Defendant's primary argument is that garnishing her wages by 25% would impose a financial hardship on her. She notes that she fell behind in making her $50 payments due to funeral and wedding expenses. She then sets forth her monthly income of $3, 715.57 and necessary expenses of $3, 205.25, which leaves her with $510.32 in disposable income each month. Included in Defendant's monthly expenses are $220 for telephone service, $156 for cable, and $368 for a car payment. Defendant contends that garnishing her wages by 25% will leave her with no disposable income and the inability to meet her financial obligations. She also points out that she is the least culpable of the three defendants in her case.

         Section 3613 of the Mandatory Victim Restitution Act of 1996 (“MVRA”) entitles the Government to collect a restitution judgment from any assets currently owned by or held for the benefit of a criminal debtor owing restitution. 18 U.S.C. § 3616. “The [MVRA] provides the Government authority to enforce victim restitution orders in the same manner that it recovers fines and by all other available means, ” including collection methods under the Federal Debt Collection Procedures Act (“FDCPA”). United States v. Ekong, 518 F.3d 285, 286 (5th Cir. 2007). The government specifically is permitted to enforce its judgments against all non-exempt property of a defendant. 18 U.S.C. § 3613(a). Where a court determines that the procedural requirements of the garnishment provisions are satisfied, the court “shall issue” the writ. 28 U.S.C. § 3205(c) (emphasis added).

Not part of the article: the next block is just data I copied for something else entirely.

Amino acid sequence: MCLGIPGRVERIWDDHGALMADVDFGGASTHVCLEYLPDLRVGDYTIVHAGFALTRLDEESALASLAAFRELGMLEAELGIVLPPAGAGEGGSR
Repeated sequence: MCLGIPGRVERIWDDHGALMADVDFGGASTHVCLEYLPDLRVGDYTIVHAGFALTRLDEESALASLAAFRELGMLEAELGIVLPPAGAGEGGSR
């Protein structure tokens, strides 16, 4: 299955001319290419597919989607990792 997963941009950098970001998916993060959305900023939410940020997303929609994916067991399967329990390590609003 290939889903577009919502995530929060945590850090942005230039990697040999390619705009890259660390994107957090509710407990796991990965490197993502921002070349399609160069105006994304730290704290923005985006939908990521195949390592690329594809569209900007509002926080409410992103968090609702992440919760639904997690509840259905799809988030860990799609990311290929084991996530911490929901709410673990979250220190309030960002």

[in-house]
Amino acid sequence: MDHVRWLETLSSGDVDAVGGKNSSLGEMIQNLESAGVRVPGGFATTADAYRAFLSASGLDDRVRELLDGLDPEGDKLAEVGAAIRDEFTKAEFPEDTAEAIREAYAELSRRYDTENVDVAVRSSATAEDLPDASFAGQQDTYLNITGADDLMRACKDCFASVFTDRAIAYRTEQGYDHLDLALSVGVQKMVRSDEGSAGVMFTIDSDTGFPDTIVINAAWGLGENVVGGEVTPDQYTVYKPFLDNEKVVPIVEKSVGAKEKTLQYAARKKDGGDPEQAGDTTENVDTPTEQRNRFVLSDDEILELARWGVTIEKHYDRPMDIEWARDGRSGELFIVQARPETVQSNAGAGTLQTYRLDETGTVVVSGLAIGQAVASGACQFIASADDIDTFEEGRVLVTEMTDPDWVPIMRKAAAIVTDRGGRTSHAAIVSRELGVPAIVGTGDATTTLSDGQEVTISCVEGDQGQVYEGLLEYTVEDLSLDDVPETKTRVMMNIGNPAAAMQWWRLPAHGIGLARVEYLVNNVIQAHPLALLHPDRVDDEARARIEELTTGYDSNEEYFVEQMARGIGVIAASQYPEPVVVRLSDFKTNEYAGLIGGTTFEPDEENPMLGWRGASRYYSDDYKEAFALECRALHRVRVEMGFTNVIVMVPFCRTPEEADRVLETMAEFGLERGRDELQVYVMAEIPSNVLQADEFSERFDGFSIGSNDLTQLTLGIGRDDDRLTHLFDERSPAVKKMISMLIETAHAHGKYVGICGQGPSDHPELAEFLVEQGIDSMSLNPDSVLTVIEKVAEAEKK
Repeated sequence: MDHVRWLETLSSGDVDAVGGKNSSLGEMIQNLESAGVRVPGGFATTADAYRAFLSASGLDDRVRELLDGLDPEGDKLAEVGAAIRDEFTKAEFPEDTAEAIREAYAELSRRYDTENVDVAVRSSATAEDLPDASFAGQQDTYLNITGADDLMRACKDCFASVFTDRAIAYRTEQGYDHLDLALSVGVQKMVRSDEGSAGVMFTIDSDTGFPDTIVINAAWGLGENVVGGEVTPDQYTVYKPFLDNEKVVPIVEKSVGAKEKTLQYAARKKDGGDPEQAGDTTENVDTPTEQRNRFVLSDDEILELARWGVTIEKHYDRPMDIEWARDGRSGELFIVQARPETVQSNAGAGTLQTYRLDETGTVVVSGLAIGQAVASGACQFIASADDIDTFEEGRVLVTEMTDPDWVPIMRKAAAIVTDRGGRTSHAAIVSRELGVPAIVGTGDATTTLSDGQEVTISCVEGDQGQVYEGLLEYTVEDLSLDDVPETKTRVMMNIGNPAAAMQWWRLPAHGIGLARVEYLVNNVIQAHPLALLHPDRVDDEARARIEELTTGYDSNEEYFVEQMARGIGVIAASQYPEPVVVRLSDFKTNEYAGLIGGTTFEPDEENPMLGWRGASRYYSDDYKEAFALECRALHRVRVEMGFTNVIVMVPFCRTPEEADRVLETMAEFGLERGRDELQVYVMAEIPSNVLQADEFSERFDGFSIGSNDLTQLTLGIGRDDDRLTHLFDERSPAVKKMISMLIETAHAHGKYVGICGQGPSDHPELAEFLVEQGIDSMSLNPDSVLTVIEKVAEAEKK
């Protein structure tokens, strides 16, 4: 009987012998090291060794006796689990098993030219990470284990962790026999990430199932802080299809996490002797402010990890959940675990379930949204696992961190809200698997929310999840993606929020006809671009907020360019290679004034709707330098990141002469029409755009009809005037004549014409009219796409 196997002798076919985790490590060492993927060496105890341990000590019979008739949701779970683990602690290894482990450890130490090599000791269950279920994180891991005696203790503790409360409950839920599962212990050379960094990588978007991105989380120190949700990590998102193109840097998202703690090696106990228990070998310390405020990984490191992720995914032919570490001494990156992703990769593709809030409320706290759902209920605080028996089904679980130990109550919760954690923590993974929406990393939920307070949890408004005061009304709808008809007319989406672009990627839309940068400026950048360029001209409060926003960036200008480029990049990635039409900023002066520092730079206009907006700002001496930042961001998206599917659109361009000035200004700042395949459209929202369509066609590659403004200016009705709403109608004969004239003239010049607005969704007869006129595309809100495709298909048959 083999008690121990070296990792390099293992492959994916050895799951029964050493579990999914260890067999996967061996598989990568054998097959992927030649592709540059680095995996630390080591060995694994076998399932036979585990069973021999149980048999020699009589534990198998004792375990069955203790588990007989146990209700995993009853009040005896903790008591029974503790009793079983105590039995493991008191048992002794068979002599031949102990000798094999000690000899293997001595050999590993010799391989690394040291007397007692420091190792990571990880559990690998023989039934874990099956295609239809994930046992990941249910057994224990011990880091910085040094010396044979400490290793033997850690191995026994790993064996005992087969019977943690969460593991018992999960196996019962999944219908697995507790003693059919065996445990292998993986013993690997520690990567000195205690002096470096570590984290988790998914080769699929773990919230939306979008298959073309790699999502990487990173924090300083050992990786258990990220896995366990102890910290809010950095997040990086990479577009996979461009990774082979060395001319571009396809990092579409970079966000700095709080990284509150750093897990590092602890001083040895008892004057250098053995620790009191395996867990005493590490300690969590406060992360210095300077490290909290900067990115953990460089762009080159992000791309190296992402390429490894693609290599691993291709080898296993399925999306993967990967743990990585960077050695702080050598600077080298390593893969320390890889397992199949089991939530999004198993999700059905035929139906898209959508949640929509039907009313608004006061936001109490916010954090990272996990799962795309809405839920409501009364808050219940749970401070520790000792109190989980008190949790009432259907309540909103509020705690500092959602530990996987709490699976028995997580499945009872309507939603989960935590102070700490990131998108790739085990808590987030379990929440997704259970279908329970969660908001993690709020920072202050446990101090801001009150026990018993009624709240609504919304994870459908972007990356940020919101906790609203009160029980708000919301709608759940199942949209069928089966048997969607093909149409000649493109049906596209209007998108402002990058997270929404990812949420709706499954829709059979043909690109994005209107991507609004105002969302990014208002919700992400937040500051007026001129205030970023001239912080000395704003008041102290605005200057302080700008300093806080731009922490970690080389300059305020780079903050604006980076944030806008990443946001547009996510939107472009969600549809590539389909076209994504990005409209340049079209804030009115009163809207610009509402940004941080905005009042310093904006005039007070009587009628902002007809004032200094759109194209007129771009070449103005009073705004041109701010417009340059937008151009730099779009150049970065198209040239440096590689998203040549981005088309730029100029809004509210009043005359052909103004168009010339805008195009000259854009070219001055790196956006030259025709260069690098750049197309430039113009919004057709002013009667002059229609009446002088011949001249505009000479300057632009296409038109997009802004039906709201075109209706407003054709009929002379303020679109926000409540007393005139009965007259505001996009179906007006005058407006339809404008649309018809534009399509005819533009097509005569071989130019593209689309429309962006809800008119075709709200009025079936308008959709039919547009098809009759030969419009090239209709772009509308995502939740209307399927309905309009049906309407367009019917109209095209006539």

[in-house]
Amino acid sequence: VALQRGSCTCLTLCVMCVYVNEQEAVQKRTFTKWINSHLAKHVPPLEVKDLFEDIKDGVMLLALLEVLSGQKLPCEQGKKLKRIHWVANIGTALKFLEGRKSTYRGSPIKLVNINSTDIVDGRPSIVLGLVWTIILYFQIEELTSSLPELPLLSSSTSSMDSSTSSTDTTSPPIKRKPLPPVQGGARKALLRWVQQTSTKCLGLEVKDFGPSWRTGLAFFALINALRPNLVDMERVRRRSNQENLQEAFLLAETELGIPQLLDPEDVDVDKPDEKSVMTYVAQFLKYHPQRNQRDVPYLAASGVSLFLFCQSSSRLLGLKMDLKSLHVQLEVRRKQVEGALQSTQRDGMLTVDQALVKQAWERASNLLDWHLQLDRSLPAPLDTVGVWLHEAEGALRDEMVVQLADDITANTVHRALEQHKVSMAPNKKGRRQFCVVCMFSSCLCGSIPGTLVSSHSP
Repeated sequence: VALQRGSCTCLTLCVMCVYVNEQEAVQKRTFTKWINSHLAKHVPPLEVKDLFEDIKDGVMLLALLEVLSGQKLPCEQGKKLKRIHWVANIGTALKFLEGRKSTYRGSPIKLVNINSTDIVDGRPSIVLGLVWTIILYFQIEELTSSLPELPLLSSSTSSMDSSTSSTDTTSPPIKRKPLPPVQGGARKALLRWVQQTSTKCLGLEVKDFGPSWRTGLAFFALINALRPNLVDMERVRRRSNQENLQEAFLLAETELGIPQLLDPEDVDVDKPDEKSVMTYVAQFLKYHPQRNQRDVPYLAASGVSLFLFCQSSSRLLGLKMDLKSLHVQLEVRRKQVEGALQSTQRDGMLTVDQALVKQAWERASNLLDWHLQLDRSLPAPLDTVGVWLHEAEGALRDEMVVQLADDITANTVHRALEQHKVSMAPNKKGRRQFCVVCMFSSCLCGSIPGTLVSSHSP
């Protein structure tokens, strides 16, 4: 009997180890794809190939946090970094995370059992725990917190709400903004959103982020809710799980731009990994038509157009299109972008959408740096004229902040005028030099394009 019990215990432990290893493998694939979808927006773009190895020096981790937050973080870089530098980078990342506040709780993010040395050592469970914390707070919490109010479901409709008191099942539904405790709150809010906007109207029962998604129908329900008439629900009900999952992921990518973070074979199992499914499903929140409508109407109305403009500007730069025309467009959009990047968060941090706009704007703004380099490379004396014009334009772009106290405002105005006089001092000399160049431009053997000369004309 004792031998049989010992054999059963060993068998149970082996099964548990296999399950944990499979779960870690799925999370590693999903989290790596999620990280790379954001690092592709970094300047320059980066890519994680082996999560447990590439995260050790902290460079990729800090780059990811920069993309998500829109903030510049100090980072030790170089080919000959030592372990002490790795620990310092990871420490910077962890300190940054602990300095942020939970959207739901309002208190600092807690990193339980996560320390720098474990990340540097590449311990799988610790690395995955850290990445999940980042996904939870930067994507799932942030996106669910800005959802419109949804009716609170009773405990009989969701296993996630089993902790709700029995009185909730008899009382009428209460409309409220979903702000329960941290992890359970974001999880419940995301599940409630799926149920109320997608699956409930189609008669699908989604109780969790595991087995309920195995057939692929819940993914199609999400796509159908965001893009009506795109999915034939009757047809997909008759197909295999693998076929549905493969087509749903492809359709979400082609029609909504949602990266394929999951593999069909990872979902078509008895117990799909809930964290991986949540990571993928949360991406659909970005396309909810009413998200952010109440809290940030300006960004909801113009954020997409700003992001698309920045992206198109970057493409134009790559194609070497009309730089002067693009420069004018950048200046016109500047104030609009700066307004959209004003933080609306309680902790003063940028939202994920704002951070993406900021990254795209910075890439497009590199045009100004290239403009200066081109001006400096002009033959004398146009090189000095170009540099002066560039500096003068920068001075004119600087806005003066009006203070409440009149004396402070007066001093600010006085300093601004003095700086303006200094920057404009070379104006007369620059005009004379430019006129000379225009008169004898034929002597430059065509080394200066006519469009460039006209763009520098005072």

Here, it appears the government has fulfilled its statutory obligations. Indeed, Defendant has not filed a request for any exemptions, nor does she challenge the validity of the Writ of Continuing Garnishment. Instead, she contends that assessing a writ of continuing garnishment of 25% is onerous and unwarranted.